We use cookies to help us provide you with the best experience, improve and tailor our services, and carry out our marketing activities. For more information, including how to manage your cookie settings, see our privacy notice.


Skip to content. | Skip to navigation

PLEASE NOTE: You are no longer able to sign in to Knowhow

As we prepare to move our content to our new website this summer, we're turning off the ability to sign in on and

To ensure members can still access everything they need, member content will be available to all users until the end of July.

Community-made content which you can improve Case study from our community

Making the most of your back office services

This page is free to all
South London CVS Partnership share with us what they learnt from a project focusing on making the most of your back office services.


With the change and reduction of funding for many front-line voluntary organisations, we needed to take a strategic approach to the use of our limited resources and make the most of our ‘back office’ services. 

We had run a successful three year National Lottery Community Fund project, called BESPOKE, to research and implement more efficient and effective back-office services across the six councils for voluntary service in our partnership. The lessons from this enabled us to use the opportunity provided by Transforming Local Infrastructure to fund a BESPOKE back office project officer post, developing a service tailored to the individual, specific needs of local groups, in the London borough of Richmond upon Thames. 

The staff post was designed to provide access to high quality, competitively priced back office resources, to raise awareness of the opportunities to cut ‘back office’ costs, and free up money for front-line services. It was intended that, at the end of the project, these resources and expertise be embedded within Richmond CVS’s mainstream work to support the local voluntary sector.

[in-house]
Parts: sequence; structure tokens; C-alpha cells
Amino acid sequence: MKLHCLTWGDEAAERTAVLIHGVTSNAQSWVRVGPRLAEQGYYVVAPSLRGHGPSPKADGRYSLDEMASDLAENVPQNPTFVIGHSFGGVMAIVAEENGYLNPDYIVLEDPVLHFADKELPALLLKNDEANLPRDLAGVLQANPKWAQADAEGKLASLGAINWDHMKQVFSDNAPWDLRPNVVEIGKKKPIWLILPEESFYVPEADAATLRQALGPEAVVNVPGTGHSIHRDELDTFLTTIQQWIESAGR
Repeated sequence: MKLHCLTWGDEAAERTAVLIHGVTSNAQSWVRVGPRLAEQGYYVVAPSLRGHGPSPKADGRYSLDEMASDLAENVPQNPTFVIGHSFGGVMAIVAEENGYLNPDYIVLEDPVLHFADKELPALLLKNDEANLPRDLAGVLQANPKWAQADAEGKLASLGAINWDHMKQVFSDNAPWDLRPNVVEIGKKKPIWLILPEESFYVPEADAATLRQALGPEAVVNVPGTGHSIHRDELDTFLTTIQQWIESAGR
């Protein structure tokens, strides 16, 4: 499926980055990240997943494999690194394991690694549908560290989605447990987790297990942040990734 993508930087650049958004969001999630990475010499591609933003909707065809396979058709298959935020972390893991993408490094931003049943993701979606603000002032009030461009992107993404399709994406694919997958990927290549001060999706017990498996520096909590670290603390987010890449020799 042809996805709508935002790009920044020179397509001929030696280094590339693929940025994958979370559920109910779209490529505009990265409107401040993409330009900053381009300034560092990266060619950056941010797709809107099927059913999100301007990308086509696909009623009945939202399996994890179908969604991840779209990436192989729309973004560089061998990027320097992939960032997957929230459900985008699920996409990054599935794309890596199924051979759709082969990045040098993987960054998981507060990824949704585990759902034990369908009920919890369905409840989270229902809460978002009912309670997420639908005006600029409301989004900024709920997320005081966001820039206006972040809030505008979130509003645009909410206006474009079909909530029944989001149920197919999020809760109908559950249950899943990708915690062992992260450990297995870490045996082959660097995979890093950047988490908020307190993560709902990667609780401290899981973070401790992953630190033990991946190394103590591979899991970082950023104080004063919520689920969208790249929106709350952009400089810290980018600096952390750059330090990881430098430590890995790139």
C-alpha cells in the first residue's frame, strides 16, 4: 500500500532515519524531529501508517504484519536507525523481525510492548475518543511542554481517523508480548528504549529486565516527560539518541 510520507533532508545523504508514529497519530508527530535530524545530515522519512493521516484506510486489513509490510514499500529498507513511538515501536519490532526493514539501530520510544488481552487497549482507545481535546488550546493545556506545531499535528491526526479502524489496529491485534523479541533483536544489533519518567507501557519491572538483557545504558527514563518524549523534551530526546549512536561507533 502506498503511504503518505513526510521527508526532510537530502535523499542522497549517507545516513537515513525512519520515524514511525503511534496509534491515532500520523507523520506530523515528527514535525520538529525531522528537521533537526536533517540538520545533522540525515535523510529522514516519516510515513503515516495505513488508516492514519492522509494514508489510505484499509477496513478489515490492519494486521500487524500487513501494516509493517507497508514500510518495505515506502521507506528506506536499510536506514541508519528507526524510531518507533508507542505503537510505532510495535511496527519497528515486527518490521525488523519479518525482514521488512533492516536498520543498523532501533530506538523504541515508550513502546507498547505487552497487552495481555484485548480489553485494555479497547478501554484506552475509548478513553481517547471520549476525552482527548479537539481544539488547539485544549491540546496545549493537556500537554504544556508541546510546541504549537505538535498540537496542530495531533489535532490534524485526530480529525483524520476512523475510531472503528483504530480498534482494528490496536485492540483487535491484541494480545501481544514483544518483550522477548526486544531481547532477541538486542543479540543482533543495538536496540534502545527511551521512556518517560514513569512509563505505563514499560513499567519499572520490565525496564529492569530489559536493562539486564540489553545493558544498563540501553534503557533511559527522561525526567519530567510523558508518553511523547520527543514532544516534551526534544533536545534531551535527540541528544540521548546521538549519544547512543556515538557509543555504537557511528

The project was developed and managed by South London CVS Partnership, consisting of the CVSs in the London boroughs of Bromley, Croydon, Kingston, Merton, Richmond and Sutton.


The issues we faced

We were aware from the outset that only a few groups (particularly long established, larger and with a high profile) would be likely to immediately identify the need to cut their back office costs. There would be a much larger number that would be harder to engage because they were not aware of how much could be saved, or felt that they didn’t have time to think about ways to save money and that we might know less about their needs.  

Out of Richmond upon Thames' 800+ groups, our service was only likely to be applicable to the much smaller number with registered offices. For those without a registered office, their only back office costs were usually stationery, insurance and printing. More detailed issues we faced included groups that:

  • felt too pressed for time to take a step back to look at their ‘back office’ costs – and might be aware that doing so could be a challenge  
  • were suspicious of having something ‘sold’ to them and assumed that we were in receipt of commission from suppliers and so not offering objective advice
  • were wary of expressing an interest in new suppliers and being bombarded with emails/sales calls